Eco-friendly entrepreneur quits IT to declare war on plastic

Tina Beyer, an IT professional, left Kerala, India after marrying a South African engineer. Adjusting to a new country brought its own challenges - one of them being employment. Finding it difficult to get a job, she turned lemons into lemonade and followed her passion. She started selling eco-friendly alternatives to plastic.

What are these zero-waste alternatives, you might ask?

They range from reusable sandwich wraps made of beeswax and bowl covers made of fabric - as opposed to clingwrap plastic and foil. Other alternatives to plastic include stainless steel lunch boxes known as tiffins, glass and stainless-steel straws, bamboo toothbrushes, and even reusable sanitary pads made of bamboo or hemp and menstrual cups, to name a few.

In a telephonic interview with Fin24, Beyer recalled that she was at a party in 2017 when she first saw a steel straw. It was this moment that catapulted her into the business world.

"We went to a friend's house and we had some people there. One of our friend's showed us this steel straw and she was asking my husband if he can make it," Beyer said. "I was quite interested in the steel straw … so that was in the back of my head," Beyer said.

Why all the plastic?

Beyer wasn't always a businessperson. The trained IT professional confesses that she "never felt happy" in the IT world. "I knew from the time I started studying IT, I knew I was going to be in this industry [for long]. I never felt happy in anything I ever did," she said. Beyer said she was always interested and passionate about "natural living" and natural ways to heal the body.

Having moved to South Africa eight and a half years ago, Beyer said it bothered her that when she went shopping she saw most foods were packaged in plastic. In India she is used to having the local grocer wrap up fruit and vegetables in newspaper. "Or you give them your bag, and they weigh it [the fruit or vegetables] on a weighing scale and they put it into your bag," she said.

Too pricey

Beyer did more research on ways she could personally reduce waste, which is how she stumbled across eco-friendly products being sold online, in 2017. However, when she wanted to buy these alternatives, they were all "pricey" and she was not the only one who felt that way.

"Whoever you would talk to would say they would love to go the eco-friendly way, but they couldn't because of the price."

Thus, she started her own online sustainable store – Ecoelephant – to sell eco-friendly products at affordable prices. "We don't want to make sustainability expensive, therefore we try to be as affordable as possible for others to encourage a plastic-free, zero-waste lifestyle."

But soon after reaching out to suppliers, she found that the wholesale prices were pegged at the retail prices she wanted to sell at. Getting items sourced locally was also a challenge. Beyer said that if she sent enquiries to suppliers in China, she would get responses within an hour – a stark difference to her experience trying to find suppliers locally.

Strolling in parks to find a seamstress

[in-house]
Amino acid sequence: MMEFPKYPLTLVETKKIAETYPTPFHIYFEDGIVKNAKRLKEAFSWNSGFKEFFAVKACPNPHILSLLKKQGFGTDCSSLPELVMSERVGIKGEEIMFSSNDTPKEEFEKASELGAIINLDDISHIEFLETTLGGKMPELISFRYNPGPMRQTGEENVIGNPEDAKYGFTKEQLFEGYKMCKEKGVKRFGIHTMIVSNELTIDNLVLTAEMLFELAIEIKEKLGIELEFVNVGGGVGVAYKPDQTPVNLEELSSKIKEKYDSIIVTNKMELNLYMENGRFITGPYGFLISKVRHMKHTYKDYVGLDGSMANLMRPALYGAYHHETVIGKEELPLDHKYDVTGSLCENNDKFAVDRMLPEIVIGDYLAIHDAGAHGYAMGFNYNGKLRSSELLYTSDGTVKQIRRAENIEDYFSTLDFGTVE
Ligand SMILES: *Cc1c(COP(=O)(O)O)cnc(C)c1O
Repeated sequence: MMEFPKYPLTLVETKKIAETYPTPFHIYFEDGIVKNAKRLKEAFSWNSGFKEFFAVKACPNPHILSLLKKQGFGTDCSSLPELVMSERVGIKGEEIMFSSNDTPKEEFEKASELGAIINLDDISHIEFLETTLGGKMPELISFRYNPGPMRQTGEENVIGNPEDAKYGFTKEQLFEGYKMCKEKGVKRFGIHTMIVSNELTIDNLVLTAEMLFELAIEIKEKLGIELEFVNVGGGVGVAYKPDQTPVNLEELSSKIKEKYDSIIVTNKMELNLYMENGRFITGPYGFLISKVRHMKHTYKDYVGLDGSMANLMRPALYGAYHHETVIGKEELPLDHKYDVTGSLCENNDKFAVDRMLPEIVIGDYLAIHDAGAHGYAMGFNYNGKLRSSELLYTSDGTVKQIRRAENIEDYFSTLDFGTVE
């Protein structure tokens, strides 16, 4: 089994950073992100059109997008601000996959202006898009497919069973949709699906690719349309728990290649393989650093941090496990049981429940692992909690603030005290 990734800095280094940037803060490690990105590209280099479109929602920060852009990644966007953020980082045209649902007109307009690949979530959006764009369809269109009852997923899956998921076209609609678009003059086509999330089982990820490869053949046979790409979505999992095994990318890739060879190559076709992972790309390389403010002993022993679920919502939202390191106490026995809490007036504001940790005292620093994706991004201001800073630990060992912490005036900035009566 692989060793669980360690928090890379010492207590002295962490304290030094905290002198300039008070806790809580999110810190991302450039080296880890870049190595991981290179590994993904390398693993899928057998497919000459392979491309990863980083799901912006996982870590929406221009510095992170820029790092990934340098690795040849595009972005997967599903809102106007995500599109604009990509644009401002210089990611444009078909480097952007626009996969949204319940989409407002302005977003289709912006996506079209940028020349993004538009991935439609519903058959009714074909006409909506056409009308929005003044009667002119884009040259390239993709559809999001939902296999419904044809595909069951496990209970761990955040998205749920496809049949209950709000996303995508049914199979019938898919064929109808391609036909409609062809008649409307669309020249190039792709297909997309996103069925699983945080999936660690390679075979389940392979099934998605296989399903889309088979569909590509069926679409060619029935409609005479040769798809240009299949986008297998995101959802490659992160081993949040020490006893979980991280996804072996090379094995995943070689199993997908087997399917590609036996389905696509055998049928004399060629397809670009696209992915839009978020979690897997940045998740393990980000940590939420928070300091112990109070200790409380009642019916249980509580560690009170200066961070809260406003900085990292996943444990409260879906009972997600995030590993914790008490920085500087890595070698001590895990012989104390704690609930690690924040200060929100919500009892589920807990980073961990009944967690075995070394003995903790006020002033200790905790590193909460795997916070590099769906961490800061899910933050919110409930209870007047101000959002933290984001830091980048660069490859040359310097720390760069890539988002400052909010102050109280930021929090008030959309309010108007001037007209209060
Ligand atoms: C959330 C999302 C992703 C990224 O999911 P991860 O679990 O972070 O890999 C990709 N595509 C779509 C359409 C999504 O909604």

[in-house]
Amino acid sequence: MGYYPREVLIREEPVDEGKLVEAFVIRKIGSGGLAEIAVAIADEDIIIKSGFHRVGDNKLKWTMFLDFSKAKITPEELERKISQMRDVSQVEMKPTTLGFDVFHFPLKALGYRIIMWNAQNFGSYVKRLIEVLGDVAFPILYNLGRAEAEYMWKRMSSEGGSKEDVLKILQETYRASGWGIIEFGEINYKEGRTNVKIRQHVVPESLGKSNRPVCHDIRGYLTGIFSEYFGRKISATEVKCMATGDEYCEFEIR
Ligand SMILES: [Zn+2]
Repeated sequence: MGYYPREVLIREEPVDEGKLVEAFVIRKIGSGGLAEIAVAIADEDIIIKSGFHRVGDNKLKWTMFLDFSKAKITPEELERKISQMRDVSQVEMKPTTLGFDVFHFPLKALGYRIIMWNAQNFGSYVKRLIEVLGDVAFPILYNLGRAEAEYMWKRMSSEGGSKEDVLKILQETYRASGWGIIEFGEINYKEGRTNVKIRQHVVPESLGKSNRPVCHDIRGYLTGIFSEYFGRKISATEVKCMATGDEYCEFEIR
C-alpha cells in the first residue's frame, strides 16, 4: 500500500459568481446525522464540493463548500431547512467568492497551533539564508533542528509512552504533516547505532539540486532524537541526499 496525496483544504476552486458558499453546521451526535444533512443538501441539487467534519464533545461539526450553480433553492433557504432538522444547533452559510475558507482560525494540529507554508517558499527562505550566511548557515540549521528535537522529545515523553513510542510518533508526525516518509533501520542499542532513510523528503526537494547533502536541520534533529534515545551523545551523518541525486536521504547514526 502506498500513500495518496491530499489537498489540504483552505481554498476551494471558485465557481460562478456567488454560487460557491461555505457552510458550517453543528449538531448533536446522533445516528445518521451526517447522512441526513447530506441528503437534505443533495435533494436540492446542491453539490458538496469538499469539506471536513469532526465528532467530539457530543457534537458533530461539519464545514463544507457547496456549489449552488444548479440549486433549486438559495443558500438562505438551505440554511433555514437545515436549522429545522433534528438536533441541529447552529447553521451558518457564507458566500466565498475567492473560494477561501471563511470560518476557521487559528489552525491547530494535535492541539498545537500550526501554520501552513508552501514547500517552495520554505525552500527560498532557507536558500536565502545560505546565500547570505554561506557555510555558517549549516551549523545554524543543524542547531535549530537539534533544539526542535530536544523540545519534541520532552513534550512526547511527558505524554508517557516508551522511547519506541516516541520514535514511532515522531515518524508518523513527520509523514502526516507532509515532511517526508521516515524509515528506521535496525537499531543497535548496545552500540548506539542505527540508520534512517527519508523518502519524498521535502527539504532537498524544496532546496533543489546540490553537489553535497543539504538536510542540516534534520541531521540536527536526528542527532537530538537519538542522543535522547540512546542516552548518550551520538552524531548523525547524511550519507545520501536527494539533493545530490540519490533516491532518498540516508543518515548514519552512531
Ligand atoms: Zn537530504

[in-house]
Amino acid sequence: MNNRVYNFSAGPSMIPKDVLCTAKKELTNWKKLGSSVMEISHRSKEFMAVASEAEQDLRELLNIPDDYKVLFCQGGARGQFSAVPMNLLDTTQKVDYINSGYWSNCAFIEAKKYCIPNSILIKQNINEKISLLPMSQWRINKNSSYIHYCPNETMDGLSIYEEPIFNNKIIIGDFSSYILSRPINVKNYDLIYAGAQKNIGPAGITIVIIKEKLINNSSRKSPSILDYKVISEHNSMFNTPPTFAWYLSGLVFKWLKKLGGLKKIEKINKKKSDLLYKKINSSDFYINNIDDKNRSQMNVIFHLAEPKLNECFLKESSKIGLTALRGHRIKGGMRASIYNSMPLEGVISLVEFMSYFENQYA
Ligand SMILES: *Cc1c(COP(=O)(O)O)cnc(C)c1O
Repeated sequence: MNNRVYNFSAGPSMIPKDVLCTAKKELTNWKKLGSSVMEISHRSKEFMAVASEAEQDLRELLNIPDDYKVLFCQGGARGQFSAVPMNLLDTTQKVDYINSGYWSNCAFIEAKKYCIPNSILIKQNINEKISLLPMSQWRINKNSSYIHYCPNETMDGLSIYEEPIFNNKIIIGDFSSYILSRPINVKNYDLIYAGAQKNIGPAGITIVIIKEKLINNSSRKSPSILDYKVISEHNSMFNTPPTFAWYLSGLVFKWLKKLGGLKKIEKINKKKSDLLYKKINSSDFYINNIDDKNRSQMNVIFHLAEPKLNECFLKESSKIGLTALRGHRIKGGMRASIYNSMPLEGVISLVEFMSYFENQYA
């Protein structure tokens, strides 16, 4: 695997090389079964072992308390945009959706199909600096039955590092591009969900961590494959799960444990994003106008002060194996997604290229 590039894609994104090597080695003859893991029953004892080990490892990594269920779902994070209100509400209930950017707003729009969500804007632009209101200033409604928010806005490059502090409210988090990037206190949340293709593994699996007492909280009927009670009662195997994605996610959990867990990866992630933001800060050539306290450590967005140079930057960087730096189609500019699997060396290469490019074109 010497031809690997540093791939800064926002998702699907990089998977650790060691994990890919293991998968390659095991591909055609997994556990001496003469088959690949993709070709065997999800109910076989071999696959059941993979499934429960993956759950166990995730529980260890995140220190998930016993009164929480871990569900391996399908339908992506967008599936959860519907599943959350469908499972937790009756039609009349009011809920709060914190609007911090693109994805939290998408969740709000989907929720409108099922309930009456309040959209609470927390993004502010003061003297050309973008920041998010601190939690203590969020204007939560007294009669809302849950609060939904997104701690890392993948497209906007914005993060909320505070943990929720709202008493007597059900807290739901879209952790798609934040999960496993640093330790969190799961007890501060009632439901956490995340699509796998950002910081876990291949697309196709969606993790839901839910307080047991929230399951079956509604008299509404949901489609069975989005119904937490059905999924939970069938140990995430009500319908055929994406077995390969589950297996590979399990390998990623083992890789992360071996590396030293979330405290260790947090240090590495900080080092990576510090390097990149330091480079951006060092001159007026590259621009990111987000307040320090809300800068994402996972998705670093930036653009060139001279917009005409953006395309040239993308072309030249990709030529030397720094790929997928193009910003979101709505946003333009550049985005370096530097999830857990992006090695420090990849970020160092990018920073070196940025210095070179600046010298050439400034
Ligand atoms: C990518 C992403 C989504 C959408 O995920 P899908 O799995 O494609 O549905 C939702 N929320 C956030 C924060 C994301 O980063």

Partly to address her supplier problem, Beyer decided to make some of the products – particularly the fabric bowl covers which are one of her best sellers. In her search for a seamstress, Beyer said she wanted to find people who were in need of an employment opportunity.

"I wasn't looking for someone who was retired or a well-established seamstress. I was looking for somebody who really needs help … It was hard to find. I literally would go to parks and if I saw someone I would ask them if they could sew," she said.

Reusable bowl covers can be washed, an environment
Tina Beyer says her fabric bowl covers are one of her best sellers. They are an eco-friendly alternative to plastic wraps. (Photo: Supplied).

"The aim is to empower work-from-home mothers, elderly women, upliftment projects and women entrepreneurs, by creating local employment opportunities," Beyer added. 

One example of these items is the crochet kitchen scrubs – these items last for six months and are compostable, she told Fin24.

Beyer said her husband lends a hand with the designs of the prototypes, and even sews some of them.

The straws had to be sourced from suppliers - although her husband can make them it takes a lot of time, especially family time, she explained.

Selling a lifestyle

Beyer has been at it for a year now, and her business has not yet turned a profit, as she has used her funds to pay the women who help make the items. She is in the process of paying back her husband for the loan he gave her to start the business. She also wants to sell the products to customers at reasonable prices.

"I am very passionate about this and that's what keeping me in this," she said. "Our business is about people, inspiring and educating each other to make better choices, creating jobs locally and touching lives. Living sustainably results in a more meaningful life."

When it comes to finding product ideas, Beyer said she thinks of the basic things she uses in day-to-day life. "Mostly, I want to encourage people to do this lifestyle rather than to sell my products," she said.

Apart from operating an online store, she also participates in some markets in and around Cape Town. Some of the products are also stocked in stores in Cape Town, Durban and Johannesburg.

Tina Beyer, selling ecofriendly, zero-waste items
Tina Beyer, selling eco-friendly, zero-waste items at a market in Constantia.(Photo: Supplied)

When asked about her future hopes for the business, Beyer said she wants to do more for communities – particularly more upliftment projects for women.

"I am a Christian. I just pray before I do anything. And wherever God leads me, I do it."

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